Susan B. Anthony Said it All

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As a matter of outward form the defendant was asked if she had anything to say why the sentence of the court should not be pronounced upon her.

“Yes, your honor,” replied Miss Anthony, “I have many things to say. My every right, constitutional, civil, political and judicial has been tramped upon. I have not only had no jury of my peers, but I have had no jury at all.”

Court—”Sit down Miss Anthony. I cannot allow you to argue the question.”

Miss Anthony—”I shall not sit down. I will not lose my only chance to speak.”

Court—”You have been tried, Miss Anthony, by the forms of law, and my decision has been rendered by law.”

Miss Anthony—”Yes, but laws made by men, under a government of men, interpreted by men and for the benefit of men. The only chance women have for justice in this country is to violate the law, as I have done, and as I shall continue to do,” and she struck her hand heavily on the table in emphasis of what she said. “Does your honor suppose that we obeyed the infamous fugitive slave law which forbade to give a cup of cold water to a slave fleeing from his master? I tell you we did not obey it; we fed him and clothed him, and sent him on his way to Canada. So shall we trample all unjust laws under foot. I do not ask the clemency of the court. I came into it to get justice, having failed in this, I demand the full rigors of the law.”

Court—”The sentence of the court is $100 fine and the costs of the prosecution.”

Miss Anthony—”I have no money to pay with, but am $10,000 in debt.”

Court—”You are not ordered to stand committed till it is paid.”

SOURCE:  Matilda Joslyn Gage to Editor, 20 June 1873, Kansas Leavenworth Times, 3 July 1873, SBA scrapbook 6, Rare Books, Library of Congress


Universities,slavery and a reconciliation

In 1976, archivists at Harvard’s natural history museum opened a drawer and discovered a haunting portrait of a shirtless enslaved man named Renty, gazing sorrowfully but steadily at the camera. Taken on a South Carolina plantation in 1850, it had been used by the Harvard biologist Louis Agassiz to formulate his now-discredited ideas about racial difference.

On Friday, Harvard’s president, Drew Gilpin Faust, stood at a lectern under a projection of Renty’s face and began a rather different enterprise: a major public conference exploring the long-neglected connections between universities and slavery.

Harvard had been “directly complicit” in slavery, Ms. Faust acknowledged, before moving to a more present-minded statement of purpose.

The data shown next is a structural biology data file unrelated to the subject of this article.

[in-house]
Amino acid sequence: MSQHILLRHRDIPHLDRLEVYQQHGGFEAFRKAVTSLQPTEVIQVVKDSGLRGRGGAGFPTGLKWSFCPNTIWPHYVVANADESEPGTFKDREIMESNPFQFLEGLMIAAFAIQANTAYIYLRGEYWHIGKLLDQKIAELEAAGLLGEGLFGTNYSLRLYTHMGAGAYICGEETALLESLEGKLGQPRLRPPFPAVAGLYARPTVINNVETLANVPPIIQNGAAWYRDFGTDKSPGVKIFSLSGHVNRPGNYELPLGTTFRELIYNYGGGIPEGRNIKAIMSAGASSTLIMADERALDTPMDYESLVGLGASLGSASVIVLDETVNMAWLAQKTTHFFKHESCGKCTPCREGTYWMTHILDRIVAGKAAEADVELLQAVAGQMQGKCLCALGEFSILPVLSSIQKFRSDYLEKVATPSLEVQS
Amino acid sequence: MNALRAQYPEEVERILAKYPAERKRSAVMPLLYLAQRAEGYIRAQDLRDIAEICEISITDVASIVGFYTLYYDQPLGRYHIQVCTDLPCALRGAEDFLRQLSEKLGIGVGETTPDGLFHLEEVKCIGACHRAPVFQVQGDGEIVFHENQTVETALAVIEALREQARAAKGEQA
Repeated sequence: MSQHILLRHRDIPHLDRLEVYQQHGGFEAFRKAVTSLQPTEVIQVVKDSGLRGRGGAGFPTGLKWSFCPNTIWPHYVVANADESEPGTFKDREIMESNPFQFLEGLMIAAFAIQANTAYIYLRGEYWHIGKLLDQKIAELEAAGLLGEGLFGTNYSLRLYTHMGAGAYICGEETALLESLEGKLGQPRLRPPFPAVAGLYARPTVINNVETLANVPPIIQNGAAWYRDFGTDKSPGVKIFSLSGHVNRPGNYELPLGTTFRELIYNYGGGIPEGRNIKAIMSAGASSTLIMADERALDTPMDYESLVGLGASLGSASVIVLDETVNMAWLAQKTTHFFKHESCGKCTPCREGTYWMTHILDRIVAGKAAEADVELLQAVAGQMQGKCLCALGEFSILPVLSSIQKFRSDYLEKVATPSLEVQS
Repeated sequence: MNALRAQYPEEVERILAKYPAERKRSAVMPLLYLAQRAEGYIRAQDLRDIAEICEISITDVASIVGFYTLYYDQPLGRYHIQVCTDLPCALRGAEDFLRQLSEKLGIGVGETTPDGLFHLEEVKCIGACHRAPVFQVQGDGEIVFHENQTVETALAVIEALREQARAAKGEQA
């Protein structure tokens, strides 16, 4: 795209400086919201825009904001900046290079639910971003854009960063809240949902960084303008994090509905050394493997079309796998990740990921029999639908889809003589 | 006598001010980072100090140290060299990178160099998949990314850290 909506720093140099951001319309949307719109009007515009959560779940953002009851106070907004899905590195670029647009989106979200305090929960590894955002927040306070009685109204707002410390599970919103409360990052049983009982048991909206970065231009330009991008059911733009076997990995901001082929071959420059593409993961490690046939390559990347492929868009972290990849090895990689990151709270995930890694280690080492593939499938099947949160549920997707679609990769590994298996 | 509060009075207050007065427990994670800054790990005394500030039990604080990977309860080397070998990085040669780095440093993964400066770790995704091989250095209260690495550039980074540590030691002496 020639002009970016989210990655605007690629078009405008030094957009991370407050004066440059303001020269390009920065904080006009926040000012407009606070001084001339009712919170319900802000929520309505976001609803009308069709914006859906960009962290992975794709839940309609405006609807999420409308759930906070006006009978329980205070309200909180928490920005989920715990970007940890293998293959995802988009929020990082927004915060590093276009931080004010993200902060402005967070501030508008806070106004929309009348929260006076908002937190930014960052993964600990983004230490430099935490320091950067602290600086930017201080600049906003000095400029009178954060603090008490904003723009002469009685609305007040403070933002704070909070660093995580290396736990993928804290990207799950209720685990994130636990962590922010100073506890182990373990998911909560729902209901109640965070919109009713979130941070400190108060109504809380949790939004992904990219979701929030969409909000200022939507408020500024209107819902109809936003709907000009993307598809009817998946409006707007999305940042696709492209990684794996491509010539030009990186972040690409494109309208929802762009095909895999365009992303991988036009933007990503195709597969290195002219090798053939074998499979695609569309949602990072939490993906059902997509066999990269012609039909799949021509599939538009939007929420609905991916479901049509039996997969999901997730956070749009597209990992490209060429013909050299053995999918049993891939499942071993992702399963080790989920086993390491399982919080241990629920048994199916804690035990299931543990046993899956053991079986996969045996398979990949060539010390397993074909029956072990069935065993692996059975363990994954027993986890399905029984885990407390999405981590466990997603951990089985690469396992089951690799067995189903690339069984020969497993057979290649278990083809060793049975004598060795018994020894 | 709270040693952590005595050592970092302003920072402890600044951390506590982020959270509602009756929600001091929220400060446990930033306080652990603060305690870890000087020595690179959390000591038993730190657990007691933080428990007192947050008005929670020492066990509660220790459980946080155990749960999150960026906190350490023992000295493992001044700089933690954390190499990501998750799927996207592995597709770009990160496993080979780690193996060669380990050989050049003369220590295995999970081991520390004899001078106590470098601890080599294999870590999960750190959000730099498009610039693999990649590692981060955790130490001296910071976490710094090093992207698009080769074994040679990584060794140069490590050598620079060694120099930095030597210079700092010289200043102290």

“Only by coming to terms with history,” she said, “can we free ourselves to create a more just world.”

The gathering, which featured a keynote address by the writer Ta-Nehisi Coates, drew an overflow crowd of about 500, including researchers from more than 30 campuses. Between sessions, there was plenty of chatter about grants and administration politics, as well as some wry amazement, as one scholar was overheard saying that “something we’ve been talking about for 200 years has suddenly become urgent.”

Alfred L. Brophy, a legal historian at the University of North Carolina and the author of “University, Court and Slave,” a study of pro-slavery thought at antebellum Southern colleges, described what he called a “sea change” in attitude.

“People who engaged in this research were once criticized, or had their jobs threatened, or were rejected by their administrations,” he said in an interview. “Now the people doing this work are lifted up.”


The history department is pleased to announce that a Nazareth student and faculty member participated in the annual Phi Alpha Theta national history honor society conference held at SUNY Brockport, on March 4, 2017.
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Timothy Thibodeau and Julia Madore 2017

Julia Madore of Utica presented a paper on early Etruscan art titled, “Billy or Billygoat: The Metropolitan Museum’s Pendant, Woman Carrying a Child.” She earned a “Best of the Conference” award for her paper and was honored with all of the award recipients in the closing ceremony.

In all, there were 39 papers from 9 colleges and universities in western New York state.

Dr. Timothy Thibodeau, faculty adviser for the Nazareth chapter of Phi Alpha Theta, was the keynote speaker and delivered a speech titled, “The Historian’s Craft: Taking the Long View.”